University of Manitoba launches $500 million Front and Centre campaign amid criticism

Stable public funding preferable to private donations, says faculty union

The University of Manitoba launched its $500 million Front and Centre fundraising campaign earlier this month to much fanfare, but some critics claim that private funding could undermine the public nature of the university in the long term.

The Front and Centre campaign will be a three-year journey to raise a staggering $500 million toward several of the university’s strategic goals.

While the campaign officially launched earlier this month, the $500 million goal was set in November 2014, with the university collecting donations over the last 11 months.

On Friday, Oct. 9, the government of Manitoba committed $150 million to the campaign, thereby bringing the total raised to $365,294,636.20 toward Front and Centre’s $500 million goal.
But despite a great start to the campaign, critics argue that an influx of private donations could endanger the public mission of the university.

Mark Hudson, president of the University of Manitoba Faculty Association (UMFA), told the Manitoban that the ongoing campaign places too much authority in the hands of private contributors.

“There has been this long-term historic pull back of public funding by both the federal and provincial governments that has left the university with little choice but to appeal to philanthropists in order to finance the university’s programs,” Hudson said.

“It leaves the future direction of the university essentially in the hands of those donors. They get to dictate what kind of project would be funded and that will have a huge impact on the overall direction of the university […] Our concern largely is with the determination of our future trajectory being put in the hands of a small group of donors.”

Hudson argues that there are other ways to generate necessary funds that do not involve a massive private fundraising effort.

“The alternatives are to engage in a long-term push to try and re-establish the priority of post-secondary education funding both provincially and federally,” he said.

“The responsibility of the university is to push and make a case that this should be a public priority. My proposed option will be to relaunch the conversation about getting both the federal and provincial governments more actively involved in funding post-secondary education.”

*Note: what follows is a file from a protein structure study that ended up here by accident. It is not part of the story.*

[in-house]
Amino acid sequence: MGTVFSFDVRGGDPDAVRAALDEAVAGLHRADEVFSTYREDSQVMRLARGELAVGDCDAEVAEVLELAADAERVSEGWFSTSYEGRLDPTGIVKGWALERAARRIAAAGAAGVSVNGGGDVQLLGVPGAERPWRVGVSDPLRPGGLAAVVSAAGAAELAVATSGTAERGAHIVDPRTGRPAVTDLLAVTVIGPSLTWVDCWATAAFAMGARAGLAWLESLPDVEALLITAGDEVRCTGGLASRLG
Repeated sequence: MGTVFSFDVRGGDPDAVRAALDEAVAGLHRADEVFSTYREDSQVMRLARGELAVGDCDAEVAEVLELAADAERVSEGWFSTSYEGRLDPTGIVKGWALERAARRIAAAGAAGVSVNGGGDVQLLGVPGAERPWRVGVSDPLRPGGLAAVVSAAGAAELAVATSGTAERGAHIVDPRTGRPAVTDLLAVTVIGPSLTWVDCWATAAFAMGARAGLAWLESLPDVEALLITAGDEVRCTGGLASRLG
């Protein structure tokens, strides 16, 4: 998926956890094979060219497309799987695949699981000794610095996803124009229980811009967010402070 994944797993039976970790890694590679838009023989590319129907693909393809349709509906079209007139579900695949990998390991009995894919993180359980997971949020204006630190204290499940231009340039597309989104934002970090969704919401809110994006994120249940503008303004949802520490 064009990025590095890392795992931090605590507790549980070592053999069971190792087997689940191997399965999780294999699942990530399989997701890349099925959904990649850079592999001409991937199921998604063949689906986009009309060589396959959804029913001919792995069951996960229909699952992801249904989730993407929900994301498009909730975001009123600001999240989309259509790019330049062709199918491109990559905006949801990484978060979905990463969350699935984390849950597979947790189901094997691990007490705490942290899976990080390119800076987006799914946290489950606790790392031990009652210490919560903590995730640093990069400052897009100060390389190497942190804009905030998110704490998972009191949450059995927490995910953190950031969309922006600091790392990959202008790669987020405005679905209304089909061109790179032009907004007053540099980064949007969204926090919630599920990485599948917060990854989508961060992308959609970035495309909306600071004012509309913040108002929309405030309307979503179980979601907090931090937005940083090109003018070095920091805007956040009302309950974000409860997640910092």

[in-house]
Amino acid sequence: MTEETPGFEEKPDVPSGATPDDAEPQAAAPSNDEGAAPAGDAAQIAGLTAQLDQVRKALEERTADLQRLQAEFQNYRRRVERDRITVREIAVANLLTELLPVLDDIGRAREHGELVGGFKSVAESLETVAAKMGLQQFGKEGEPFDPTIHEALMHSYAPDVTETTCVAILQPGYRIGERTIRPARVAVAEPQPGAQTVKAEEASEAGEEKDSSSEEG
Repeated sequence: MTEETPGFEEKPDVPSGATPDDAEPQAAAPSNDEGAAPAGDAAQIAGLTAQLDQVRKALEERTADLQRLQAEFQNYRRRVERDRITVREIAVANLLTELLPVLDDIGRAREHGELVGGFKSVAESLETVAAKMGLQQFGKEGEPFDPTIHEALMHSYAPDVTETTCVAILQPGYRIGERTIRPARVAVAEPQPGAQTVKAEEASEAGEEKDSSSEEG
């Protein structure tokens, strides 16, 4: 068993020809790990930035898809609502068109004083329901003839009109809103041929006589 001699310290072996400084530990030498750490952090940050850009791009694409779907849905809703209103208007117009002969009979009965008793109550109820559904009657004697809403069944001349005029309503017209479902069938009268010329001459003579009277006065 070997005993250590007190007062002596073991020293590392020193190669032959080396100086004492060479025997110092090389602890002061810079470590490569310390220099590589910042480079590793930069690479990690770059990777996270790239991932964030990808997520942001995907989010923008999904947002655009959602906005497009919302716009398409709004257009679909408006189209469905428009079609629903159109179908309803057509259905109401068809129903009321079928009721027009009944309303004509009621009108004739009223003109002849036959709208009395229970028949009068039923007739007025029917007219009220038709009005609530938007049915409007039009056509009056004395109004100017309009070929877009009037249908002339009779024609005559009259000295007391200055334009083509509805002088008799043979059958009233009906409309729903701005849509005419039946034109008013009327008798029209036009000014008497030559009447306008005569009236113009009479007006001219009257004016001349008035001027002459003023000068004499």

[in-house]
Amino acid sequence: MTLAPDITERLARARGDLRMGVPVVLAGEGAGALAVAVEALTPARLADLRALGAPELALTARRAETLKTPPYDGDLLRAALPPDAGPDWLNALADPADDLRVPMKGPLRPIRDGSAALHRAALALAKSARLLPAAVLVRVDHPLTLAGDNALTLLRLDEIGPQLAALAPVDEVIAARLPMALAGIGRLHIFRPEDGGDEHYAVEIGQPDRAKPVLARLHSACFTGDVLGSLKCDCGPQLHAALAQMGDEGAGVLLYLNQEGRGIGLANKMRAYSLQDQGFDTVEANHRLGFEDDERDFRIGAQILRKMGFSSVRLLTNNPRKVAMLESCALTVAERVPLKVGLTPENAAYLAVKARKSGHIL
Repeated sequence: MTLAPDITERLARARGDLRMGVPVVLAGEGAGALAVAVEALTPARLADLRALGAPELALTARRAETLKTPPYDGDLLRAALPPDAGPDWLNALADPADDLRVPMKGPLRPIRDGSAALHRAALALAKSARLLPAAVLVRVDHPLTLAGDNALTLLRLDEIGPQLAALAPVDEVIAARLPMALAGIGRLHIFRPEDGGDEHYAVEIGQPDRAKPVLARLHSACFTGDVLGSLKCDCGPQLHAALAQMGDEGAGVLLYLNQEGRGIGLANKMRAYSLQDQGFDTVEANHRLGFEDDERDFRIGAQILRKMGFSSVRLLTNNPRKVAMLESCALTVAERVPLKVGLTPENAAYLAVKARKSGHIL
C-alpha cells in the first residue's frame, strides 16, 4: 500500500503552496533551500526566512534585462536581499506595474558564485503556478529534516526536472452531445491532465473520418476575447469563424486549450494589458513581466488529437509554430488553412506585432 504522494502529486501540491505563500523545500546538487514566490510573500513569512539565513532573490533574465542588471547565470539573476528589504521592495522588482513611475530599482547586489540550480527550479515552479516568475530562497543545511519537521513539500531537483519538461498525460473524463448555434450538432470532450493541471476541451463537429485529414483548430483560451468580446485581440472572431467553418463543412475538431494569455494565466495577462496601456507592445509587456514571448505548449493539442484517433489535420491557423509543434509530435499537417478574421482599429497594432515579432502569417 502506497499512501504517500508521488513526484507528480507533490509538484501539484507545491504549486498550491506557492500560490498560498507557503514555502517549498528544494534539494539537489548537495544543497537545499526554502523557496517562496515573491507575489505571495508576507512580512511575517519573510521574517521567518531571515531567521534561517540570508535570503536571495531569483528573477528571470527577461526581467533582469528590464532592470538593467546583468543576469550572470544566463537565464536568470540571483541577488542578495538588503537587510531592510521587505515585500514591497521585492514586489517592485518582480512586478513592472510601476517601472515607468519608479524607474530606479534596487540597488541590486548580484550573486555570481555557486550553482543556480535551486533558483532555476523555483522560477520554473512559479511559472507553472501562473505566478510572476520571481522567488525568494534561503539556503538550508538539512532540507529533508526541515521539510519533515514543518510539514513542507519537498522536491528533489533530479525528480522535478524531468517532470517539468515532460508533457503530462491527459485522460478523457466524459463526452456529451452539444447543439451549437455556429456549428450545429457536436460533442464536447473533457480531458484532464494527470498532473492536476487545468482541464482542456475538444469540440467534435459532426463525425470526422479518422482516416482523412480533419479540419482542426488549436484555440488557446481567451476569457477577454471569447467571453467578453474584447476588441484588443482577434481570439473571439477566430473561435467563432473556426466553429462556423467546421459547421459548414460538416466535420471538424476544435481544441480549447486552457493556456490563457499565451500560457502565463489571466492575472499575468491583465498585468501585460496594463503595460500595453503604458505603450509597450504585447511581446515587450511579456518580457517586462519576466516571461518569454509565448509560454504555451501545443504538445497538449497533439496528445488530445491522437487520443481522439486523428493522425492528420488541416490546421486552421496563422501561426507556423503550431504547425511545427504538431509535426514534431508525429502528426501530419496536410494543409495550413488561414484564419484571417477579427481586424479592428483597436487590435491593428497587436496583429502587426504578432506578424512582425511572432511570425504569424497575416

Michael Barkman, chairperson for the Canadian Federation of Students-Manitoba also said that a public university like the U of M should not rely on funding from private sources, stating that such funding sources are unstable.

“The money going into post-secondary institutions in Manitoba should be coming from public sources. We should not be relying on private sources,” he said, adding that public funding sources are generally reliable and stable over the long term in comparison with the kind of funding received from one-time fundraising campaigns.

Barkman said that a great deal of the new money will be going to capital projects at the U of M, “which does not help the overall accessibility and quality of post-secondary education.”

John Danakas, executive director of public affairs at the U of M, stressed the importance of the campaign, stating that it has five priority areas known as its “case for support” based on the real financial needs of the university.

“The campaign is taken to the community. Front and Centre has been presented to the community through what is referred to as a case for support […] So right now, the case for support has indigenous achievement, graduate student support, research excellence, outstanding student experience, and places and spaces as the five priorities identified in the case for support,” he said.

“Those five priorities were established and identified by the university community, by staff, students, faculties, and leadership from the University of Manitoba; they identified those areas of need for support. For example, in indigenous achievement, funds are being sought to support the International Centre for Truth and Reconciliation. In graduate student support, most of the support being sought is for fellowships because that is what the graduate students identified as a need.”